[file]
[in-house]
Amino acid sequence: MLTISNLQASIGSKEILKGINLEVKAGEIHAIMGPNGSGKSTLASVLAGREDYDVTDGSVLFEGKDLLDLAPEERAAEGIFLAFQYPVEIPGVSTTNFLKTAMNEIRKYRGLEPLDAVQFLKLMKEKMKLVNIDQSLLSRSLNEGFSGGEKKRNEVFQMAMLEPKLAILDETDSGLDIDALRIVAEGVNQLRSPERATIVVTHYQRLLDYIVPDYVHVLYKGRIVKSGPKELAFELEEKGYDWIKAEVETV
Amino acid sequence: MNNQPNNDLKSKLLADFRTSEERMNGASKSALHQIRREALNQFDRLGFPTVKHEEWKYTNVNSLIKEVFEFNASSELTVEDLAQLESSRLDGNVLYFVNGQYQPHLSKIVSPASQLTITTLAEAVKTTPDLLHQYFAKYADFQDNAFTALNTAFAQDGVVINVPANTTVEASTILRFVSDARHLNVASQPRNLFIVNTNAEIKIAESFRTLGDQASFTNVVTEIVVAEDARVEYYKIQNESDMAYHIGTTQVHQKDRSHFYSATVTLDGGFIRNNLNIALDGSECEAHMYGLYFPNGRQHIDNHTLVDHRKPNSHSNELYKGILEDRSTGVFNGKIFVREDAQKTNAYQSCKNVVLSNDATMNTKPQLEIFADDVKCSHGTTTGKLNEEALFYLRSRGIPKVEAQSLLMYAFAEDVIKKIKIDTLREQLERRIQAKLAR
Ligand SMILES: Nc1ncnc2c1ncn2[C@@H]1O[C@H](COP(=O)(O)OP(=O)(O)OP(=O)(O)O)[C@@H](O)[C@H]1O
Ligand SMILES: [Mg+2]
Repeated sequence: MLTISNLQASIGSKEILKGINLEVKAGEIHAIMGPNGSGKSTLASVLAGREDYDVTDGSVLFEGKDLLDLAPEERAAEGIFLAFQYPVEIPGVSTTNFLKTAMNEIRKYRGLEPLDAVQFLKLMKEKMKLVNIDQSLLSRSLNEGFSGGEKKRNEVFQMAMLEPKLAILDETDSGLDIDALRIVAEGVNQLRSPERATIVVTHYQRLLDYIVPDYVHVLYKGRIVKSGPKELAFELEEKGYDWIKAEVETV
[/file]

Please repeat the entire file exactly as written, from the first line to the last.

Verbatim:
[in-house]
Amino acid sequence: MLTISNLQASIGSKEILKGINLEVKAGEIHAIMGPNGSGKSTLASVLAGREDYDVTDGSVLFEGKDLLDLAPEERAAEGIFLAFQYPVEIPGVSTTNFLKTAMNEIRKYRGLEPLDAVQFLKLMKEKMKLVNIDQSLLSRSLNEGFSGGEKKRNEVFQMAMLEPKLAILDETDSGLDIDALRIVAEGVNQLRSPERATIVVTHYQRLLDYIVPDYVHVLYKGRIVKSGPKELAFELEEKGYDWIKAEVETV
Amino acid sequence: MNNQPNNDLKSKLLADFRTSEERMNGASKSALHQIRREALNQFDRLGFPTVKHEEWKYTNVNSLIKEVFEFNASSELTVEDLAQLESSRLDGNVLYFVNGQYQPHLSKIVSPASQLTITTLAEAVKTTPDLLHQYFAKYADFQDNAFTALNTAFAQDGVVINVPANTTVEASTILRFVSDARHLNVASQPRNLFIVNTNAEIKIAESFRTLGDQASFTNVVTEIVVAEDARVEYYKIQNESDMAYHIGTTQVHQKDRSHFYSATVTLDGGFIRNNLNIALDGSECEAHMYGLYFPNGRQHIDNHTLVDHRKPNSHSNELYKGILEDRSTGVFNGKIFVREDAQKTNAYQSCKNVVLSNDATMNTKPQLEIFADDVKCSHGTTTGKLNEEALFYLRSRGIPKVEAQSLLMYAFAEDVIKKIKIDTLREQLERRIQAKLAR
Ligand SMILES: Nc1ncnc2c1ncn2[C@@H]1O[C@H](COP(=O)(O)OP(=O)(O)OP(=O)(O)O)[C@@H](O)[C@H]1O
Ligand SMILES: [Mg+2]
Repeated sequence: MLTISNLQASIGSKEILKGINLEVKAGEIHAIMGPNGSGKSTLASVLAGREDYDVTDGSVLFEGKDLLDLAPEERAAEGIFLAFQYPVEIPGVSTTNFLKTAMNEIRKYRGLEPLDAVQFLKLMKEKMKLVNIDQSLLSRSLNEGFSGGEKKRNEVFQMAMLEPKLAILDETDSGLDIDALRIVAEGVNQLRSPERATIVVTHYQRLLDYIVPDYVHVLYKGRIVKSGPKELAFELEEKGYDWIKAEVETV